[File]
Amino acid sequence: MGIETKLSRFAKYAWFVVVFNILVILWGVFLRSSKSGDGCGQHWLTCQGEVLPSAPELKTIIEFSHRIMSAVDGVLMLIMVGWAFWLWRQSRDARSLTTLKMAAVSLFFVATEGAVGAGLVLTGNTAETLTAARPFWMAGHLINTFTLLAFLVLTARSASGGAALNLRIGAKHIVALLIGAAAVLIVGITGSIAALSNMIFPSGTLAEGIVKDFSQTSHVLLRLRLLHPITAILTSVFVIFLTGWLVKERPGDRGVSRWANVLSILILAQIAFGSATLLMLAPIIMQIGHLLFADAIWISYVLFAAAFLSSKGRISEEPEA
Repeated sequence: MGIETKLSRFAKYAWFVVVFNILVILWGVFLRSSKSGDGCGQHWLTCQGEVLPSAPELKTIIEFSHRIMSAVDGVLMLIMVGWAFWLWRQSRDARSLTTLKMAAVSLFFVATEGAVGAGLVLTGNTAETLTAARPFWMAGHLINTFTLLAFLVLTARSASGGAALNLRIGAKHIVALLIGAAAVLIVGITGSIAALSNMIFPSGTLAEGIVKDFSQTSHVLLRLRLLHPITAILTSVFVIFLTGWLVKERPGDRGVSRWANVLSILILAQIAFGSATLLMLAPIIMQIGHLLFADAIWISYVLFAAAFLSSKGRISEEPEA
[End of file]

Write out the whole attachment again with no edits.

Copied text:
Amino acid sequence: MGIETKLSRFAKYAWFVVVFNILVILWGVFLRSSKSGDGCGQHWLTCQGEVLPSAPELKTIIEFSHRIMSAVDGVLMLIMVGWAFWLWRQSRDARSLTTLKMAAVSLFFVATEGAVGAGLVLTGNTAETLTAARPFWMAGHLINTFTLLAFLVLTARSASGGAALNLRIGAKHIVALLIGAAAVLIVGITGSIAALSNMIFPSGTLAEGIVKDFSQTSHVLLRLRLLHPITAILTSVFVIFLTGWLVKERPGDRGVSRWANVLSILILAQIAFGSATLLMLAPIIMQIGHLLFADAIWISYVLFAAAFLSSKGRISEEPEA
Repeated sequence: MGIETKLSRFAKYAWFVVVFNILVILWGVFLRSSKSGDGCGQHWLTCQGEVLPSAPELKTIIEFSHRIMSAVDGVLMLIMVGWAFWLWRQSRDARSLTTLKMAAVSLFFVATEGAVGAGLVLTGNTAETLTAARPFWMAGHLINTFTLLAFLVLTARSASGGAALNLRIGAKHIVALLIGAAAVLIVGITGSIAALSNMIFPSGTLAEGIVKDFSQTSHVLLRLRLLHPITAILTSVFVIFLTGWLVKERPGDRGVSRWANVLSILILAQIAFGSATLLMLAPIIMQIGHLLFADAIWISYVLFAAAFLSSKGRISEEPEA